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Steven Buen Mozo

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since Aug 04, 2015
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Recent posts by Steven Buen Mozo

Maurice van der Molen wrote:
This is what I found out:

Sepp's mysterious rye is the species 'Secale multicaule Kühn et al. 1974'. Taxonomically this is not correct and derives from Secale cereale var. multicaule Metzg. ex Alef., Landw. Fl.: 338 (1866).
This is nowadays not an accepted name. It is simply called Secale cereale but that's also stupid in my opinion because that's the name for all ordinairy rye species. So Joseph Holzer was right when he said "it´s a variety of Secale cereale"
(source: http://apps.kew.org/wcsp/namedetail.do;jsessionid=64AB69A9C7189F65C36B948D223B4489?name_id=471243)
The common use though is Secale cereale var. multicaule



In Sepp Holzer's Permaculture (the dutch translation I'm currently reading) there is a distinctive difference between Secale Multicaule and the Siberian Rye he obtained long ago. Both appear as different species in the planting lists.

In Belgium Secale Multicaule seed is commercially available at a local dealer here, selling it in 10kg (+/-22pound) bags, but still only one that I know of. Here it carries a name that literally translates "Bohemian Bushy Rye", and the description further adds: "Grain that is suited for marginal lands/first crop, possible to be grown on mountainous landscapes up to 1200m high. Slow growth with little to no seed production in the first year, produces copious amounts of biomass in following year(s). Very resistant to grazing, damage/production loss through grazing is neglectable"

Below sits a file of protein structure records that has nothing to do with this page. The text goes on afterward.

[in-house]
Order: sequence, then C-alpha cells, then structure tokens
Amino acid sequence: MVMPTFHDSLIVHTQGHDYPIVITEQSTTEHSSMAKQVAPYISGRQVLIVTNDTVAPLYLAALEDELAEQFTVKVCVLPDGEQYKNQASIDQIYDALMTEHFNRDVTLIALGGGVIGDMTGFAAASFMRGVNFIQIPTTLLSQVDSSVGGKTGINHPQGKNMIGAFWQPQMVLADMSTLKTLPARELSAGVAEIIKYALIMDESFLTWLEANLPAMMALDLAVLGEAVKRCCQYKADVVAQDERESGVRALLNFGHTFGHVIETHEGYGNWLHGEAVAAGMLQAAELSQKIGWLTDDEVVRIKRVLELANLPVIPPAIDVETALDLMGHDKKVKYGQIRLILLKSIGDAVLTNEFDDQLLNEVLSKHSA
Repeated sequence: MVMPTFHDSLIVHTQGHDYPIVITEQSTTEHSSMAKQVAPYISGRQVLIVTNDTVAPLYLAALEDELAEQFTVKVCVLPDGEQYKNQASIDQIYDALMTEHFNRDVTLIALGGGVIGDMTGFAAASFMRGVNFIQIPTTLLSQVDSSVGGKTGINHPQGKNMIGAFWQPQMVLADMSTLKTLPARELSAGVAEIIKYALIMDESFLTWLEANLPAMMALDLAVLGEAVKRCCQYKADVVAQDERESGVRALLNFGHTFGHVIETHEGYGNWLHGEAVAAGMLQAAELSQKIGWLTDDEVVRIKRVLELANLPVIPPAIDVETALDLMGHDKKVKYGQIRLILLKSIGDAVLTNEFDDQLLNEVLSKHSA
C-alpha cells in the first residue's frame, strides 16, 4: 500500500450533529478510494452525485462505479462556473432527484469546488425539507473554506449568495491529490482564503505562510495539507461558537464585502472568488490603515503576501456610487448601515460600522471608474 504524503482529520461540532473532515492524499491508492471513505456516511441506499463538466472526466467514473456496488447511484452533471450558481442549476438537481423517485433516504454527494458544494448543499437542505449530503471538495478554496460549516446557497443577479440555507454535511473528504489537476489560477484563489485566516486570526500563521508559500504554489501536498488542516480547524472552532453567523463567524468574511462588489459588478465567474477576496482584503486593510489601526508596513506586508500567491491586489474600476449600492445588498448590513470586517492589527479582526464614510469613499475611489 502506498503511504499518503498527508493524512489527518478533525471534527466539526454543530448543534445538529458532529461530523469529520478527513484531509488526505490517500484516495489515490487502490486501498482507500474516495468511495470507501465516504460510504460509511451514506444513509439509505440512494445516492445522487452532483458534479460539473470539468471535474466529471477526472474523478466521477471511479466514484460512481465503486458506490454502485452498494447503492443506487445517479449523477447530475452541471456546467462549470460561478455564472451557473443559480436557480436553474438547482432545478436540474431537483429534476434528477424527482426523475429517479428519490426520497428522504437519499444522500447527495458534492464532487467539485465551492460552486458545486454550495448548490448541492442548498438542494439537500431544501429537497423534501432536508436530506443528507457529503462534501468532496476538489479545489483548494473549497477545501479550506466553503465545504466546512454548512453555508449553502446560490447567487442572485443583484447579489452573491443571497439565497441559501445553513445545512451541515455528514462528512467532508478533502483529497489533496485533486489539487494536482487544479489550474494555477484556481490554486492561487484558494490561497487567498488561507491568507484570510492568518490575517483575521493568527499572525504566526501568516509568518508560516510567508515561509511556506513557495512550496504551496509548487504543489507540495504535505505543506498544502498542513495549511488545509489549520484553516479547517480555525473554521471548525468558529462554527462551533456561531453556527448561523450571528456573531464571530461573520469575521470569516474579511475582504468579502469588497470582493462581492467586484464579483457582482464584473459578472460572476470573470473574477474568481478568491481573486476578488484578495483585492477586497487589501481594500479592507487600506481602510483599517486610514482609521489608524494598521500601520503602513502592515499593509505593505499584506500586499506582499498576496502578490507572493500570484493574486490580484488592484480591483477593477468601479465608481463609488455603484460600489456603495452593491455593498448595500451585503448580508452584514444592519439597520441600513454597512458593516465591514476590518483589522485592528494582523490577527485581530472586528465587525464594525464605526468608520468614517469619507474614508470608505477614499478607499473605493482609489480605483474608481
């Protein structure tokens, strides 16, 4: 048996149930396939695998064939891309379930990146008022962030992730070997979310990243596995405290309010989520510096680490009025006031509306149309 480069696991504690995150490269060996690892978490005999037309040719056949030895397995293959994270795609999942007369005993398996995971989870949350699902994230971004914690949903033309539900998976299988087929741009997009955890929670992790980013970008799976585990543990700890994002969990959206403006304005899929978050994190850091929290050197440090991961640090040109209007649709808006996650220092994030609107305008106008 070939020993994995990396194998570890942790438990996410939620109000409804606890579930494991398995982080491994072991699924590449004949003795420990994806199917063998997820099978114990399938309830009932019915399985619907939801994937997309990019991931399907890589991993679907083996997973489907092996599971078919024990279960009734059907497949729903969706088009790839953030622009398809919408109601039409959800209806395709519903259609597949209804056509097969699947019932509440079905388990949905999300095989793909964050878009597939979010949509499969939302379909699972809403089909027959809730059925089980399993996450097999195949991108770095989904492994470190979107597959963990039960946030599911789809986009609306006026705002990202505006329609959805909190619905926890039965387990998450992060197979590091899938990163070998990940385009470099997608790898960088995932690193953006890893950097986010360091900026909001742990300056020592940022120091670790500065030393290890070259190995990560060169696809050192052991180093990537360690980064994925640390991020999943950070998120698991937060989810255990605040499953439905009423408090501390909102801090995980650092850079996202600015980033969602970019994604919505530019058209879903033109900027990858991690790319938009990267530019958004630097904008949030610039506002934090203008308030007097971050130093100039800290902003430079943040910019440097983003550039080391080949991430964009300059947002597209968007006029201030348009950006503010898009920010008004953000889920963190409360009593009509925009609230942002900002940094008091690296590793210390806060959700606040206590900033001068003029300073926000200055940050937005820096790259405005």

Maybe I should go back to their shop and inquire where it exactly comes from...

3 years ago
Hi, Andrew, just a few considerations/ideas on cold temperatures that might help you...

I have an underground rainwater harvesting tank for 8 years now, it never freezes, even a few years back when we hit -18°C a couple of times, the barrel, nor the pump line froze.
It did freeze in the first winter I lived here, but the pump line was left uncovered at that time, the second winter it was covered with no more than 20cm of soil and it didn't freeze.

Keeping the worm-compost tank under ground and having warm liquids coming in regularly will keep the tank from freezing, covering the lid with 20-50cm of soil will help. You might want to wrap the plastic barrel sticking out with straw as an insulation material, to keep it from cooling down too much from the coldest winter frosts.
The pump line as well should be ideally 50cm underground.
If you use a reed field/basin to work as a green filter, you could design it so you can cover it in winter with arches and create a poly tunnel, to keep the reeds from freezing over. A little bit of sun regularly would do to heat up the tunnel structure. I'm not sure how much water you'd be processing a day, but in worst case you could also add a 1000l/2000l buffer in the coldest of winter so you can wait out the hardest frosts for a week or so.

One thing to consider is since you're close to a stream ground water will probably be relatively high. If your compost/worm tank has too much air, the ground water will undoubtedly push your tank out of the ground, so you will need to keep it well filled.

Good luck,
Steven
3 years ago